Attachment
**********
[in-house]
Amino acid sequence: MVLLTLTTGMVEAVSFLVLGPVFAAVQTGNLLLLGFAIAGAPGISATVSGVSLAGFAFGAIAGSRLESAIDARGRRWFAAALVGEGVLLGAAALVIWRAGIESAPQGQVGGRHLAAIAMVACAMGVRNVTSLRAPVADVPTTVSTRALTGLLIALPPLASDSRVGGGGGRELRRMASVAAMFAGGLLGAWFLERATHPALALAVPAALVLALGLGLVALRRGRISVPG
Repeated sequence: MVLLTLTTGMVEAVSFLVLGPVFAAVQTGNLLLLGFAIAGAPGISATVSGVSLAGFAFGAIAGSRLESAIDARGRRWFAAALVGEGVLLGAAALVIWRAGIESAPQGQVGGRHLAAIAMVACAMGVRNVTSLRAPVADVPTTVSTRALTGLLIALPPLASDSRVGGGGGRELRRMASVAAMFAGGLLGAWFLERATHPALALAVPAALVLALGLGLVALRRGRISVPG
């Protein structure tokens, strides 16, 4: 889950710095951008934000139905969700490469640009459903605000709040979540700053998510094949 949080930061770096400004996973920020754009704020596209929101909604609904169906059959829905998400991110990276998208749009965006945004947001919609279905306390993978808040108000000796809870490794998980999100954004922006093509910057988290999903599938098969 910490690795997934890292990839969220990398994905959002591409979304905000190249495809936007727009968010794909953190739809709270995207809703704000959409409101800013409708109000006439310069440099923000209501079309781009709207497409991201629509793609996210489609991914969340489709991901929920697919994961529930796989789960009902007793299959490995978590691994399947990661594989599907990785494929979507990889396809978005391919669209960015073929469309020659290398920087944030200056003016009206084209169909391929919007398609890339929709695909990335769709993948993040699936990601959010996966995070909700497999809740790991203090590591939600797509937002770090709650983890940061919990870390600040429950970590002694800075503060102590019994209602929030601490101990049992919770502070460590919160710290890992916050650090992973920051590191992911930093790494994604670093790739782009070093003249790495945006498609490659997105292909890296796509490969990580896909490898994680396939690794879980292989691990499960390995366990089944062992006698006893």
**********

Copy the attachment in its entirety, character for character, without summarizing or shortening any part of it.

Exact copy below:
[in-house]
Amino acid sequence: MVLLTLTTGMVEAVSFLVLGPVFAAVQTGNLLLLGFAIAGAPGISATVSGVSLAGFAFGAIAGSRLESAIDARGRRWFAAALVGEGVLLGAAALVIWRAGIESAPQGQVGGRHLAAIAMVACAMGVRNVTSLRAPVADVPTTVSTRALTGLLIALPPLASDSRVGGGGGRELRRMASVAAMFAGGLLGAWFLERATHPALALAVPAALVLALGLGLVALRRGRISVPG
Repeated sequence: MVLLTLTTGMVEAVSFLVLGPVFAAVQTGNLLLLGFAIAGAPGISATVSGVSLAGFAFGAIAGSRLESAIDARGRRWFAAALVGEGVLLGAAALVIWRAGIESAPQGQVGGRHLAAIAMVACAMGVRNVTSLRAPVADVPTTVSTRALTGLLIALPPLASDSRVGGGGGRELRRMASVAAMFAGGLLGAWFLERATHPALALAVPAALVLALGLGLVALRRGRISVPG
């Protein structure tokens, strides 16, 4: 889950710095951008934000139905969700490469640009459903605000709040979540700053998510094949 949080930061770096400004996973920020754009704020596209929101909604609904169906059959829905998400991110990276998208749009965006945004947001919609279905306390993978808040108000000796809870490794998980999100954004922006093509910057988290999903599938098969 910490690795997934890292990839969220990398994905959002591409979304905000190249495809936007727009968010794909953190739809709270995207809703704000959409409101800013409708109000006439310069440099923000209501079309781009709207497409991201629509793609996210489609991914969340489709991901929920697919994961529930796989789960009902007793299959490995978590691994399947990661594989599907990785494929979507990889396809978005391919669209960015073929469309020659290398920087944030200056003016009206084209169909391929919007398609890339929709695909990335769709993948993040699936990601959010996966995070909700497999809740790991203090590591939600797509937002770090709650983890940061919990870390600040429950970590002694800075503060102590019994209602929030601490101990049992919770502070460590919160710290890992916050650090992973920051590191992911930093790494994604670093790739782009070093003249790495945006498609490659997105292909890296796509490969990580896909490898994680396939690794879980292989691990499960390995366990089944062992006698006893």